My name is Arthur (Art) Hernández, and I am a Professor at the University of the Incarnate Word in San Antonio, Texas and a member of the LaRED TIG, among others.
I have been an “evaluator” almost since the beginning of my career (which was a long time ago), certainly well before I understood that evaluation is a theory-based discipline much less ever heard of the idea of culturally responsive and equitable evaluation (CREE).
There is a difference between accuracy and authenticity. Simply, something can be “accurate” without being authentic but anything authentic must also be accurate. The implication of this learned lesson is that evaluation which seeks to be meaningful should strive for authenticity rather than accuracy.
An example of this in action is reflected in the way evaluation is influenced by the notion of intersectionality. Succinctly, the idea of intersectionality suggests that, to be authentic, definitions of identity must be considered at least in terms of all elements of self-perception, roles, labels, experiences, and conditions. This must be so regardless of how informants might choose to identify themselves, much less how evaluators might seek to characterize them. Those characterizations will be to a greater or lesser extent unauthentic by virtue of being inconsistent, if nothing else.
Given the preceding, neither can evaluators have or be presumed to have “cultural expertise” by virtue of having some claim of identity with a given cultural group. This means, for example, that the presumption that all Latinx evaluators can engage in or inform evaluation design or execution with Latinx communities such that it is CREE is invalid. This is true regardless of language, residence, country of origin, etc. Finally, this suggests evaluation which merely demonstrates an association between some categorical cultural label (even if self-applied) and some outcome (even if accurate) cannot be assumed to be authentic without further scrutiny given the variabilities already mentioned as a matter of intersectionality.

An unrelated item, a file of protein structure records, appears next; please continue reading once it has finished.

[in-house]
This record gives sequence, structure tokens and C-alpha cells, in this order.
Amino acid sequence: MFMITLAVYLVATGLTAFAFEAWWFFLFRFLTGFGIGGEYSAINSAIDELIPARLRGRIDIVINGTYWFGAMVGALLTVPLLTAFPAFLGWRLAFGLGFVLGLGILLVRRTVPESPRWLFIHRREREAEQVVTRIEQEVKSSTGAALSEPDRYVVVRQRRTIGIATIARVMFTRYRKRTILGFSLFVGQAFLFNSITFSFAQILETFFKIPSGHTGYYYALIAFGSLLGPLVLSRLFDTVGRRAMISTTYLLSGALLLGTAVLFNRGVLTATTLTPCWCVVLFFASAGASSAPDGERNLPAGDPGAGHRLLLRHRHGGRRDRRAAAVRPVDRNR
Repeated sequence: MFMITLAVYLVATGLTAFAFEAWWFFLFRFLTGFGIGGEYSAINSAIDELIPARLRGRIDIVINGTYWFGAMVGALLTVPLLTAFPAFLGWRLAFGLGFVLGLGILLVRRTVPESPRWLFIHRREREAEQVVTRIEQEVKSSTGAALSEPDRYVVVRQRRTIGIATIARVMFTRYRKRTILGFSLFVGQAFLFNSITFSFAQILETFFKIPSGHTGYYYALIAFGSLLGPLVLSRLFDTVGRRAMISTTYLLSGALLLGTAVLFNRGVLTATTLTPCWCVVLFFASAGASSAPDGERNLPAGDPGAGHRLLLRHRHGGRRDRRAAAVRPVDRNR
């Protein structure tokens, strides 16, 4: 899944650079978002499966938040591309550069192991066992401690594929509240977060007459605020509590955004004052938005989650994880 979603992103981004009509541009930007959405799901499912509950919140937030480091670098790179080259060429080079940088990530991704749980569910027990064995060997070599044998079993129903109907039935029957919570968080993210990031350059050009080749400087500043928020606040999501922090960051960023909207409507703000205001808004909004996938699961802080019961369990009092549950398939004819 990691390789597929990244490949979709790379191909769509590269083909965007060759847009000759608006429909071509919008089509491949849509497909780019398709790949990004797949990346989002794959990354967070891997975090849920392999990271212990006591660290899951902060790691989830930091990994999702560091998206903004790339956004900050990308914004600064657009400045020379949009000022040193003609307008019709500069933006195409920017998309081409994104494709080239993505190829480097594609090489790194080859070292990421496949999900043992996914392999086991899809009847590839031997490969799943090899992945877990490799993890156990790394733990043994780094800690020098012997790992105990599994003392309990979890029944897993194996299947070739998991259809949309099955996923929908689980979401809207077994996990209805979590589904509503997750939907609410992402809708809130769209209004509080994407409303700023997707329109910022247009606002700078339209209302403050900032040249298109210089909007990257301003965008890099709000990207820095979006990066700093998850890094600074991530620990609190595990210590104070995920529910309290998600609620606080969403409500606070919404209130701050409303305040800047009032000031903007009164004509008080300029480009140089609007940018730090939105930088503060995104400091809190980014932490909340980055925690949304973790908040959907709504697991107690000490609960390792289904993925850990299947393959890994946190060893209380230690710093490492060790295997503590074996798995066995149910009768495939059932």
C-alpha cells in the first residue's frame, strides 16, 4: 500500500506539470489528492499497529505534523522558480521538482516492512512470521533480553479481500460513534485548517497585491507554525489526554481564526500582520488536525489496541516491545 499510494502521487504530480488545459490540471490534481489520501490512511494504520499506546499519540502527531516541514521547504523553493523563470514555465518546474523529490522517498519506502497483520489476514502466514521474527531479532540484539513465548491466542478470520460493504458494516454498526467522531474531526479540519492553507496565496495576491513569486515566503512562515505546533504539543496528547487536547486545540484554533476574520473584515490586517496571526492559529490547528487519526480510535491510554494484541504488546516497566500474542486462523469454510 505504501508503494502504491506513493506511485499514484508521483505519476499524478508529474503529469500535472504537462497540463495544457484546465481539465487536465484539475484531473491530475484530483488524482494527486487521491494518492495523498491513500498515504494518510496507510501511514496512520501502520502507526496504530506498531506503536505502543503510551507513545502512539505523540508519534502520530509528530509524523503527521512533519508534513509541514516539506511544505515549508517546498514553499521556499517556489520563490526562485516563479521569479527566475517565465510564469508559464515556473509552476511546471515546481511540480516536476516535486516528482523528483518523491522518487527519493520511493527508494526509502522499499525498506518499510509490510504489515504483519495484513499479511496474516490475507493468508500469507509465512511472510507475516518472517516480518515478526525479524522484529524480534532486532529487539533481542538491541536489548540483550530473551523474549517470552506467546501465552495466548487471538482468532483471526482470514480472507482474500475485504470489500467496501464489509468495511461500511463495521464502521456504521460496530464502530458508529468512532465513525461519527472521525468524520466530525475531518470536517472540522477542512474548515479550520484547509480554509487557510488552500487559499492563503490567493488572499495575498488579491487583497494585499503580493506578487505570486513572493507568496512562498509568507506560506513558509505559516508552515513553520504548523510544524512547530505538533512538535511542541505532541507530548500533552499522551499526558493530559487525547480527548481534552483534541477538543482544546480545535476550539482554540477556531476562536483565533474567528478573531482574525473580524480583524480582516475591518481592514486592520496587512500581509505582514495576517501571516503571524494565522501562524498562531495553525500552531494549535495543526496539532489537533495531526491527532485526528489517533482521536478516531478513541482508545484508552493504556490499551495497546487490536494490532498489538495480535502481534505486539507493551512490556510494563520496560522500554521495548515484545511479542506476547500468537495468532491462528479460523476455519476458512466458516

An implication for evaluation, regardless of methodology, seems to be that ideal practice is at least to some extent community-based and participatory. Done well, this approach recognizes informants as experts based on lived experience and seeks to be informed by that expertise rather than merely exploit it. Further, this suggests that all evaluation which seeks to be accurate must, of necessity, be culturally responsive and equitable to be authentic. This is so since the notion of “culture” also pertains to identity groupings which go beyond social, racial, or ethnic (and therefore applies to all evaluation with groups) and that the identification and expression of identity is conditional regardless of observable characteristics or experience.
Authenticity is discoverable and depends on a variety of skills and knowledge on the part of the evaluator as well as informant experience. The successful evaluator will identify, describe and/or demonstrate value (the essence of evaluation) recognizing and fully considering that equity requires authenticity. One implication of this is that methods and metrics must be devised which allow for the expression of value from the perspective of the informant rather than solely determined by the evaluator or client. It is equally clear that since authenticity is conditional, what is authentic at one time is not necessarily so at another which suggests the danger of reifying results regardless of how obtained.
Finally, authenticity suggests that, as with other things, aggregation of information from or about people always comes at the cost of specificity, accuracy, and applicability. While it can be useful to describe the behavior of groups as an exploratory exercise, it is dangerous as well since it often leads to damaging stereotyping. Therefore, any discussion of groups in action or outcome at a minimum must be presented and considered in terms of conditions and experience as well as methods, predominance, relationship, difference, range, or dispersion.
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